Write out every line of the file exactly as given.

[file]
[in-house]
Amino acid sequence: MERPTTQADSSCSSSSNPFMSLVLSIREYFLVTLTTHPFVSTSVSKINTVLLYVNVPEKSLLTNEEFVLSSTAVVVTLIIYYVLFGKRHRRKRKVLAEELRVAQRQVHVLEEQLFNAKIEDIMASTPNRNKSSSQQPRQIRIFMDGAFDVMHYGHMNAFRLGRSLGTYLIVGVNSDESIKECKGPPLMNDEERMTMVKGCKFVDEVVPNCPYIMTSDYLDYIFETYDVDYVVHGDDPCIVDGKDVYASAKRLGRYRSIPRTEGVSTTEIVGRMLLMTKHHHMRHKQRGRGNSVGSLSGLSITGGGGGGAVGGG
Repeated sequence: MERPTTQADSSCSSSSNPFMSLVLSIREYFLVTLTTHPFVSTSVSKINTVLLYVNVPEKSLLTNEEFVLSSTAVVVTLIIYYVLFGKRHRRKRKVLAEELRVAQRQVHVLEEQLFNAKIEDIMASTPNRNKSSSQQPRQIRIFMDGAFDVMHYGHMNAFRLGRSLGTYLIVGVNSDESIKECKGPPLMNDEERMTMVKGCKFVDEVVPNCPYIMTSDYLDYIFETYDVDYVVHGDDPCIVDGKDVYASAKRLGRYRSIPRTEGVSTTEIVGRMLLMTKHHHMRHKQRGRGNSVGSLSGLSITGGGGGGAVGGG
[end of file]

[in-house]
Amino acid sequence: MERPTTQADSSCSSSSNPFMSLVLSIREYFLVTLTTHPFVSTSVSKINTVLLYVNVPEKSLLTNEEFVLSSTAVVVTLIIYYVLFGKRHRRKRKVLAEELRVAQRQVHVLEEQLFNAKIEDIMASTPNRNKSSSQQPRQIRIFMDGAFDVMHYGHMNAFRLGRSLGTYLIVGVNSDESIKECKGPPLMNDEERMTMVKGCKFVDEVVPNCPYIMTSDYLDYIFETYDVDYVVHGDDPCIVDGKDVYASAKRLGRYRSIPRTEGVSTTEIVGRMLLMTKHHHMRHKQRGRGNSVGSLSGLSITGGGGGGAVGGG
Repeated sequence: MERPTTQADSSCSSSSNPFMSLVLSIREYFLVTLTTHPFVSTSVSKINTVLLYVNVPEKSLLTNEEFVLSSTAVVVTLIIYYVLFGKRHRRKRKVLAEELRVAQRQVHVLEEQLFNAKIEDIMASTPNRNKSSSQQPRQIRIFMDGAFDVMHYGHMNAFRLGRSLGTYLIVGVNSDESIKECKGPPLMNDEERMTMVKGCKFVDEVVPNCPYIMTSDYLDYIFETYDVDYVVHGDDPCIVDGKDVYASAKRLGRYRSIPRTEGVSTTEIVGRMLLMTKHHHMRHKQRGRGNSVGSLSGLSITGGGGGGAVGGG